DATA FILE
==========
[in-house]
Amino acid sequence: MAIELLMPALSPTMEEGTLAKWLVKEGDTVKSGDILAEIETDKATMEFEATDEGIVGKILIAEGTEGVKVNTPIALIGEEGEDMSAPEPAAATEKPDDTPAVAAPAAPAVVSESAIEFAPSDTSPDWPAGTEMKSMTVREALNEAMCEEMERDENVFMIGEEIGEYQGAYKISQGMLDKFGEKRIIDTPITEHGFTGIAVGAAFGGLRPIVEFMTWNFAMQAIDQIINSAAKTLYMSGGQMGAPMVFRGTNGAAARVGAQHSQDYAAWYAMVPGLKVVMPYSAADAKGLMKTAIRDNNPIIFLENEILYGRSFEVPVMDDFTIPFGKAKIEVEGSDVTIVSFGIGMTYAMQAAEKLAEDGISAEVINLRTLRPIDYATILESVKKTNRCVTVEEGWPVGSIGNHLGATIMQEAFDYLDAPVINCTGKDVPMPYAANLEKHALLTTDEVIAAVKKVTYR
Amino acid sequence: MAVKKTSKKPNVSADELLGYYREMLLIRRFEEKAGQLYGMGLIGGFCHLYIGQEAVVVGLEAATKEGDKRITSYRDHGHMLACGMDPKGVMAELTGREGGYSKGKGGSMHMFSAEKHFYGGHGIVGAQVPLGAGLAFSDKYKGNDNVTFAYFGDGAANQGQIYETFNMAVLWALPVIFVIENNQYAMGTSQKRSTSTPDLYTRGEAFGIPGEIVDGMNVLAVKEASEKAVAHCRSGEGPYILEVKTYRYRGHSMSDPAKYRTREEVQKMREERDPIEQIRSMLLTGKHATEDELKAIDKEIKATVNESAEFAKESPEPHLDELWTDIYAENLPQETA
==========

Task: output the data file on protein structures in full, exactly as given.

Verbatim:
[in-house]
Amino acid sequence: MAIELLMPALSPTMEEGTLAKWLVKEGDTVKSGDILAEIETDKATMEFEATDEGIVGKILIAEGTEGVKVNTPIALIGEEGEDMSAPEPAAATEKPDDTPAVAAPAAPAVVSESAIEFAPSDTSPDWPAGTEMKSMTVREALNEAMCEEMERDENVFMIGEEIGEYQGAYKISQGMLDKFGEKRIIDTPITEHGFTGIAVGAAFGGLRPIVEFMTWNFAMQAIDQIINSAAKTLYMSGGQMGAPMVFRGTNGAAARVGAQHSQDYAAWYAMVPGLKVVMPYSAADAKGLMKTAIRDNNPIIFLENEILYGRSFEVPVMDDFTIPFGKAKIEVEGSDVTIVSFGIGMTYAMQAAEKLAEDGISAEVINLRTLRPIDYATILESVKKTNRCVTVEEGWPVGSIGNHLGATIMQEAFDYLDAPVINCTGKDVPMPYAANLEKHALLTTDEVIAAVKKVTYR
Amino acid sequence: MAVKKTSKKPNVSADELLGYYREMLLIRRFEEKAGQLYGMGLIGGFCHLYIGQEAVVVGLEAATKEGDKRITSYRDHGHMLACGMDPKGVMAELTGREGGYSKGKGGSMHMFSAEKHFYGGHGIVGAQVPLGAGLAFSDKYKGNDNVTFAYFGDGAANQGQIYETFNMAVLWALPVIFVIENNQYAMGTSQKRSTSTPDLYTRGEAFGIPGEIVDGMNVLAVKEASEKAVAHCRSGEGPYILEVKTYRYRGHSMSDPAKYRTREEVQKMREERDPIEQIRSMLLTGKHATEDELKAIDKEIKATVNESAEFAKESPEPHLDELWTDIYAENLPQETA